You know its a tough day when you start dreaming of bed time before noon. That’s the kind of day we were having. We’ve had two weeks of sickness (no one warned me that having two kids ensured that when one gets sick, the other will immediately follow) which means a lot of time in the house. To top it off winter decided to show up here, and its like ten degrees outside – ain’t nobody got time for that, instead let’s learn with candy hearts.
If the cold and sickness wasn’t enough, Layla discovered Daniel Tiger while she was sick – and I was going to throw myself from a window if she asked me on more time to watch it. I needed activity intervention and fast.
I had to run to the drug store anyway, so while I was there I grabbed a bag of candy hearts– I could figure out something to do with these right? My favorite part about these candies…I’m not going to be tempted to eat them all when we’re done our activity. Does anyone actually like the taste of these? It might just be the only “candy” item that I’ll politely decline. Bonus points for the fact that Layla didn’t even identify these as candy or any sort of edible item, so there was no nagging me for them!
5 easy ways to learn with candy hearts at home
Empty your candy hearts into a large container, and allow your child to sort them by color.
Fine Motor Skills Practice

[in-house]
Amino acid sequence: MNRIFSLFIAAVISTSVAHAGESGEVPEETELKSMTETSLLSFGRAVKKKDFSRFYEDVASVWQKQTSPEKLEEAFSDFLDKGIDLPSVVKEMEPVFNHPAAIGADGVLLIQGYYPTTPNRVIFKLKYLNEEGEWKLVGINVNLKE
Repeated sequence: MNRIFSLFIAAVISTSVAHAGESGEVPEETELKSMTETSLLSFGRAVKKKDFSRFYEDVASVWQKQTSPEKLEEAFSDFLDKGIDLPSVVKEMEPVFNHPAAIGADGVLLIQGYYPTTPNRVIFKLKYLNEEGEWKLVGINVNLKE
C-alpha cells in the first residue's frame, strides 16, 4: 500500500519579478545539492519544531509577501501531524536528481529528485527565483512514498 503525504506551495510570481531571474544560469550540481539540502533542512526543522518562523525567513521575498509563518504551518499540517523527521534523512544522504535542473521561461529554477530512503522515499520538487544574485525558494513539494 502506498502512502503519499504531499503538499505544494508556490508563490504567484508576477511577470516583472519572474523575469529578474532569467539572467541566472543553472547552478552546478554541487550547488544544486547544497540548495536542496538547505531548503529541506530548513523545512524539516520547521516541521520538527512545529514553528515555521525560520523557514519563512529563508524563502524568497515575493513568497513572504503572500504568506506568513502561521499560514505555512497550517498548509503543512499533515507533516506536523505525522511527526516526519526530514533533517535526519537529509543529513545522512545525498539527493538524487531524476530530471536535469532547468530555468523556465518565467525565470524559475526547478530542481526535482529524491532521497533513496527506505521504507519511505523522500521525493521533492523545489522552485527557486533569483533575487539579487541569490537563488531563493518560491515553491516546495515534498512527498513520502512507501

Use various kitchen utensils to move hearts from one container to another. For Layla (2 years old) we used tongs and a large spoon. For Olivia (7 months old) we just stuck to challenging her to pick up single pieces of candy with her fingers. If you are doing this activity with a baby KNOW YOUR CHILD! Olivia puts everything in her mouth, so this activity didn’t last long for her, and while it did I had to watch her like a hawk.
Use these hearts alone, or with others items to create a sensory bin. Add pom-poms, various wrapped candies, other heart shaped items, rice etc.
These candies are LOUD, so they work well for making some fantastic (albeit annoying) instruments. Place your candies into a sealed tupperware container and have at it! The girls both had a blast shaking the containers, as well as banging them like drums.
I know you think I’m nuts, but this went shockingly well with Layla, and I’d recommended it for any kids ages 2+. Take a big scoop of your candy and have your child line the candies up according to color (another great fine motor skill). This does not need to be perfect, as this is obviously a very introductory lesson to graphing. Once the candies are lined up you can ask your child questions like which one has a lot, or the MOST candy? Which one only has some candy or the FEWEST? Never hurts to throw that math vocabulary in there at an early age.